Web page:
Of course a breakdown would happen on the day my husband was out of town. It’s not to say that breakdowns never happen otherwise, it’s just that of course they are inevitable when you think you have it all under control. Something to do with a kid’s version of Murphy’s law. And of course I am that independent, I can do it all mom. I have it all under control. I’m not supermom, I am just in control mom. At all times and over all things, right? Don’t answer that. The truth is I like to go it alone mostly because I don’t always know how to work as a team. I enjoy this time because I need it in many ways to balance out my learning to play on a team. I know, it probably means I’m self-absorbed and narcissistic, but I blame it on all my years of playing tennis, nothing at all to do with other influencing factors – just tennis. Such an individual sport. HIGHLIGHT THIS PARENTS: Be sure your kids play a team sport as well as an individual sport. It will come in handy someday.
I should have known based on the fitful night of sleep that was only emphasized the following morning when I woke Lola up and she said, “Mommy quit bothering me, I need more rest” that yesterday would go less than planned. Perfect. Of course you need more rest, my child. You just expended more energy kicking me and tossing and turning in one night than you do during the course of a day. But this would be the typical morning wake up scene regardless of which bed she slept in the night before.
To say that mornings at our house are a picture of parental and child relationship perfection would be a bold-faced lie. Typically, lots of loud grunts emanate from our 4-year old as we try to joyfully wake her up. Or evasive tactics such a quick cover up maneuvers ensue. All of which are mostly funny and cute, until you actually look at a clock and realize that someone is going to be late at which point patience goes to live at someone else’s house down the street. The main issue that induces stress overload, however, is the pace at which anything is accomplished in the morning. We don’t fight about what to wear, we just take our sweet time deciding. And she will eat a hearty breakfast but only after she has tried to get you to read 10 books, rebuild a Lego set up to include a never before seen horse barn, or urgently needs to draw you a picture because of course she loves you dearly and the drawing reflects that love. We resort to racing her or setting a timer in the morning just to get her moving faster than a snail’s pace.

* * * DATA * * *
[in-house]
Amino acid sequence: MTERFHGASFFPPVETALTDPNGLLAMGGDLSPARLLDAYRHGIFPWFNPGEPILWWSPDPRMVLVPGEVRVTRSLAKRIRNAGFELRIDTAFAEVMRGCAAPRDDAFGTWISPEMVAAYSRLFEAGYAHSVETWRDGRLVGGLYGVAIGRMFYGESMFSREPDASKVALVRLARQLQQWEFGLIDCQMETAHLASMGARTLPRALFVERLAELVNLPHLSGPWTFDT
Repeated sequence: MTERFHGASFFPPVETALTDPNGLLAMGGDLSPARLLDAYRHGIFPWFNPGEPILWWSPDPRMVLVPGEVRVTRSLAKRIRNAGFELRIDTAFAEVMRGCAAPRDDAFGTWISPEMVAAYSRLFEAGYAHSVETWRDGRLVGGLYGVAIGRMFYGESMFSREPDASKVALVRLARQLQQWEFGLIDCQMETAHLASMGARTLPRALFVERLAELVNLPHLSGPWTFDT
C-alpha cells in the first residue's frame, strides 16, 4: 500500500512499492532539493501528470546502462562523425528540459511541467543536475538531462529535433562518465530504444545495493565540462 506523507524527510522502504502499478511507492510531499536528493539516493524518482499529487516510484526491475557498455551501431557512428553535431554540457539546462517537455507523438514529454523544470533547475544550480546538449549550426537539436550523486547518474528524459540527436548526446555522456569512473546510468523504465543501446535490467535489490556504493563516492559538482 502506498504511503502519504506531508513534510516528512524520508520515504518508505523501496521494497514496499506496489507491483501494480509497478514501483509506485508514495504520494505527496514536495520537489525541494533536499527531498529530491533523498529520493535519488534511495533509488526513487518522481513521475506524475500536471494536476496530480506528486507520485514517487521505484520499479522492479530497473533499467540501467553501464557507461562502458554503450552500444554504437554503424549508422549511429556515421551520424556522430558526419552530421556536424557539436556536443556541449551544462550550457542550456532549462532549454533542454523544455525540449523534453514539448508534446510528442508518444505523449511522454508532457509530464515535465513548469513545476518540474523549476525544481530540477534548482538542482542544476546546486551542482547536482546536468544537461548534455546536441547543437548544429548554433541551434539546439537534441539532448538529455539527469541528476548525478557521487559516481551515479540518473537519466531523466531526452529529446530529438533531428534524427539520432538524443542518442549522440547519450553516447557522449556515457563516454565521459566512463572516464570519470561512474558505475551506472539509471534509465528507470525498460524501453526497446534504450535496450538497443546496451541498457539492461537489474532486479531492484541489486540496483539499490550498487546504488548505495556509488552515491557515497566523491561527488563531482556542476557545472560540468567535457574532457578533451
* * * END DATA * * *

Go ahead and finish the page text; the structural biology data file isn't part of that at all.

Yesterday morning included a long over due breakdown over watching part of a movie prior to leaving the house. What kind of fool does she think I am? Hasn’t she heard the saying, “Give an inch, they take a mile.” Sure you want to watch only 5 minutes of a movie. Go sell that story to someone else, sister. We settled for a quick make over of a Star Wars Lego air craft. But it’s amazing how you can give in and still she will persist with the original request. Did she forget about the Lego air craft?
Breakdown’s of course involve the usual cast of characters, loud screaming (sometimes from both of us), threats, folded arms, telling me she wants a new mommy, new family, etc. and then a retreat to her room with lots of loud crying. Luckily we’ve moved past the “let’s mark a path of destruction on the way to our room” stage, but I’m always watchful should that stage rear its ugly head.
The problem that usually occurs at this point for me is two-fold – my initial reaction is that of anger and frustration and then the crazy parent thought process that follows. The initial reaction of anger and frustration is knowing that this will not be resolved on my timeline. This is of course a problem because I am not in control of this 4-year old’s thoughts and emotions and as such will have to step away while she sorts it out. Usually this seems like an eternity, but in reality it takes a little less than 5 minutes. The second issue involves the thoughts that follow known as parent guilt. Parent guilt always hits below the belt.
My child wants to stay home from school. That, unfortunately, is not an option so I proceed with the guilt of the working mom. I work and am therefore not available for my child when she needs me. Have I picked the wrong daycare, I think? Now she’s going to hate school because of this. She associates school with mommy’s unavailability. What have I done? Then I think, wait a second, does she think that if we stay home that we will hang out and watch tv all day? She must be crazy if she thinks that is how things work around here. The parent guilt is back again. Is this the message I am sending to my child, that all we do is sit around and watch tv together? I’m such a failure.
To Do: Sign up my child up for more weekend activities, doesn’t matter what, so long as it doesn’t involve a tv. That should fix it right?
What a way to start the morning. As soon as I get to work I grab an ice-cold sugary drink and find a nice dark room where I can cry for a bit.
How do you even begin to resolve this? We went to the park after school and sang We Built This City by Starship before bed as a starting point. It seemed to help.